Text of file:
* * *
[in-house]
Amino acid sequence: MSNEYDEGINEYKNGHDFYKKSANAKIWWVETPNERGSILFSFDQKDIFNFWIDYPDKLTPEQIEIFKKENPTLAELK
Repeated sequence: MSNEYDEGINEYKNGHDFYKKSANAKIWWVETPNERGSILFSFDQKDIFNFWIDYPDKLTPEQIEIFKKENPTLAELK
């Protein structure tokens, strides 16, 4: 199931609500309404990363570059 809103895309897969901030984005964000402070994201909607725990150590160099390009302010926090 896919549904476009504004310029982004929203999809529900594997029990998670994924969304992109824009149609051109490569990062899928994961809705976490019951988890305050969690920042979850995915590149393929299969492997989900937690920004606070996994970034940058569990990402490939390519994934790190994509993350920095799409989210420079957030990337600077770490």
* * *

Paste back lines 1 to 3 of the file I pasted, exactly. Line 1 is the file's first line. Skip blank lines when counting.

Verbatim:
[in-house]
Amino acid sequence: MSNEYDEGINEYKNGHDFYKKSANAKIWWVETPNERGSILFSFDQKDIFNFWIDYPDKLTPEQIEIFKKENPTLAELK
Repeated sequence: MSNEYDEGINEYKNGHDFYKKSANAKIWWVETPNERGSILFSFDQKDIFNFWIDYPDKLTPEQIEIFKKENPTLAELK